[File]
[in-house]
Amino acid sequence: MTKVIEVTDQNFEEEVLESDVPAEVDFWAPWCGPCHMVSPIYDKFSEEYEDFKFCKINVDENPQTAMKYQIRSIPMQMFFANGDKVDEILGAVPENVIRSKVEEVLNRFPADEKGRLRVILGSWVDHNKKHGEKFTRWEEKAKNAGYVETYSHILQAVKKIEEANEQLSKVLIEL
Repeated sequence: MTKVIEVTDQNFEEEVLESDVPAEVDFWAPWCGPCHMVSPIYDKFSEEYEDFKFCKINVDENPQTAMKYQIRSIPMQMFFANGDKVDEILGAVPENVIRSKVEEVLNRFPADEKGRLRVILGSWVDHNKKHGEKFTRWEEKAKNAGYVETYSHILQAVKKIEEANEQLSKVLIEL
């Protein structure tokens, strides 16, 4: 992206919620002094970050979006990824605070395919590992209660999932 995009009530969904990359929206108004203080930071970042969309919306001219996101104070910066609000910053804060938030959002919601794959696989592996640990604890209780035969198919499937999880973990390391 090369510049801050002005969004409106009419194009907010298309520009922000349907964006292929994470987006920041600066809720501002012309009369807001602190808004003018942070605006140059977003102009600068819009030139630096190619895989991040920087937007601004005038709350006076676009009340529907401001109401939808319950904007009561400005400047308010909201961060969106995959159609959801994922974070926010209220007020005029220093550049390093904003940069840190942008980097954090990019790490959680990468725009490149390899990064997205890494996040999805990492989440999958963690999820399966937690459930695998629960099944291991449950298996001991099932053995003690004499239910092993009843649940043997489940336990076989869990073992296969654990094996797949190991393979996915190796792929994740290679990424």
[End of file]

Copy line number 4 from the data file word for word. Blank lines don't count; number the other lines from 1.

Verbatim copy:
């Protein structure tokens, strides 16, 4: 992206919620002094970050979006990824605070395919590992209660999932 995009009530969904990359929206108004203080930071970042969309919306001219996101104070910066609000910053804060938030959002919601794959696989592996640990604890209780035969198919499937999880973990390391 090369510049801050002005969004409106009419194009907010298309520009922000349907964006292929994470987006920041600066809720501002012309009369807001602190808004003018942070605006140059977003102009600068819009030139630096190619895989991040920087937007601004005038709350006076676009009340529907401001109401939808319950904007009561400005400047308010909201961060969106995959159609959801994922974070926010209220007020005029220093550049390093904003940069840190942008980097954090990019790490959680990468725009490149390899990064997205890494996040999805990492989440999958963690999820399966937690459930695998629960099944291991449950298996001991099932053995003690004499239910092993009843649940043997489940336990076989869990073992296969654990094996797949190991393979996915190796792929994740290679990424």